Friday 28 November 2014

Europe asked to review laws used to nationalise Permanent TSB

Donal O'Donovan 
and Ray Managh

Published 16/08/2014 | 02:30

Finance Minister Michael Noonan
Finance Minister Michael Noonan

The High Court is to ask the European Court of Justice to examine whether emergency laws used to nationalise Permanent TSB in the wake of the financial crisis comply with EU law.

Last night Finance Minister Michael Noonan said he is "confident" of a successful outcome when the European Court considers the directive which allowed the state recapitalise and take over Permanent TSB Group Holdings and Permanent TSB.

That was after Judge Iseult O'Malley said she would seek a seek a preliminary ruling on the law from the European Court of Justice.

She has been hearing a case 
taken by a number of Permanent TSB shareholders who are challenging the constitutionality of laws which permitted the bank's €4bn recapitalisation by the lender.

Judge O'Malley said she was not in a position to say definitively whether the Court of Justice would resile from, qualify or affirm the law as outlined on the Credit Institutions (Stabilisation) Act (CIS Act) used by the Minister for Finance to "stabilise" the bank.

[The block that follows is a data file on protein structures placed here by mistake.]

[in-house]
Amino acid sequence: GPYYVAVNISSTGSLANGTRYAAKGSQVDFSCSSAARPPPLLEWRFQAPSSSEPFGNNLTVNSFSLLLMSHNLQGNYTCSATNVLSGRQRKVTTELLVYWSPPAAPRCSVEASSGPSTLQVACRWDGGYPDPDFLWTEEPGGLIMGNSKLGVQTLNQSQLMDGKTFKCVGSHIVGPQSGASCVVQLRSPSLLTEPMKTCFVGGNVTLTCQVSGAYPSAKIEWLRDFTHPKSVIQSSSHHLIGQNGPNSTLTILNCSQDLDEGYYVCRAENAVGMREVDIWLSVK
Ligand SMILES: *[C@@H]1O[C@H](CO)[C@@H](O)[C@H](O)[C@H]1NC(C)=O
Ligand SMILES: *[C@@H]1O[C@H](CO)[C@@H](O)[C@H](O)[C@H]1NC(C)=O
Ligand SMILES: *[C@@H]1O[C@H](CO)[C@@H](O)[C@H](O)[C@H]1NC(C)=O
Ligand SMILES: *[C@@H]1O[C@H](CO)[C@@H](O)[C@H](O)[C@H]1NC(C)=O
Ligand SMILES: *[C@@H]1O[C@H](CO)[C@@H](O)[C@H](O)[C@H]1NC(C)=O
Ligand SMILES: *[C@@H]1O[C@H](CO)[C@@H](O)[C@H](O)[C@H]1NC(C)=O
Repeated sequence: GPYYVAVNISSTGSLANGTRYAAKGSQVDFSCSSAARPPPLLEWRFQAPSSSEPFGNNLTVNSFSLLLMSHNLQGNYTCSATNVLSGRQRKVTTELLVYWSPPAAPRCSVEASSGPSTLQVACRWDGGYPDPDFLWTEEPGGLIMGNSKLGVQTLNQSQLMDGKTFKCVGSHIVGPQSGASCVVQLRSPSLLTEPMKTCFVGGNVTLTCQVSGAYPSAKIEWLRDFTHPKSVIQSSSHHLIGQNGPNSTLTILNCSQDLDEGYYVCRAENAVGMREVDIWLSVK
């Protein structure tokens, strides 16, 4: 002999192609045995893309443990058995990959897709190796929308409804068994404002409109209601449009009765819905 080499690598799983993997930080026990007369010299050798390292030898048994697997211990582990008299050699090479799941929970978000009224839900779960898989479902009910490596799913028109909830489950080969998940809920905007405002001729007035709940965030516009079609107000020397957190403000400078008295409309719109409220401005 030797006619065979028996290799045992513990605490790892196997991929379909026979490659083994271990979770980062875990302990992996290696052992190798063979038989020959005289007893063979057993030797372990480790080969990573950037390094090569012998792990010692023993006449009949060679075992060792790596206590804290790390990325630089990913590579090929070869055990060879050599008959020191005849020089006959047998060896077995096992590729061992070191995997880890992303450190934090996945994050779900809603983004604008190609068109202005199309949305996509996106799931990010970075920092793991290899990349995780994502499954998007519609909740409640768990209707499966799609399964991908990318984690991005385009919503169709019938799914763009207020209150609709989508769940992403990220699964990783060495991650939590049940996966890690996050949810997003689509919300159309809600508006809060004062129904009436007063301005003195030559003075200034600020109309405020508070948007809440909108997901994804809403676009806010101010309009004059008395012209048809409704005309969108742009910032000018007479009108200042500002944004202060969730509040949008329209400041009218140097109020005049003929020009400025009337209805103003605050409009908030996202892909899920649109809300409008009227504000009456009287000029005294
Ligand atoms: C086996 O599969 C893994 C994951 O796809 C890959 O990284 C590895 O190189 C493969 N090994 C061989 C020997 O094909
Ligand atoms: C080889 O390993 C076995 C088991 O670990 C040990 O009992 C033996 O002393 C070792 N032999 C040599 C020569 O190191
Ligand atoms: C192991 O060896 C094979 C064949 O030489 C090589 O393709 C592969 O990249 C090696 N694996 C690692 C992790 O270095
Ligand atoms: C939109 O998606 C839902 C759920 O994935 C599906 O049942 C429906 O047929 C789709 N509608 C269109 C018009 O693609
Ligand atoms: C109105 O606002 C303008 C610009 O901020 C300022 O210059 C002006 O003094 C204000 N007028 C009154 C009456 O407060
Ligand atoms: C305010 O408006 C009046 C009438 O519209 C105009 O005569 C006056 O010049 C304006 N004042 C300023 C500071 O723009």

The case has been taken by Piotr Skoczylas - a former director of the bank, his company Scotchstone Capital Fund, Gerard Dowling and Padraig McManus.

They are challenged a 2011 direction issued by the minister to inject €2.7bn into the former Irish Life & Permanent (ILP).

At an extraordinary general meeting held in July 2011 shareholders had voted to reject the investment by the State.

The minister secured a direction order from the High Court on July 26 2011 allowing the recapitalisation to go head.

Following Judge O'Malley's ruling she made findings of law and fact for the purpose of the future referral to the European Court of Justice.

Without the State support the bank could have failed, wiping out shareholders, she said.

The decision to invest in the recapitalisation had been made in fulfilment of the State's legal obligations as well as being in the interests of the State's financial systems, the citizens of the State and the citizens of the European Union, she said.

Irish Independent

Promoted articles

Read More

Promoted articles

Editors Choice

Also in Business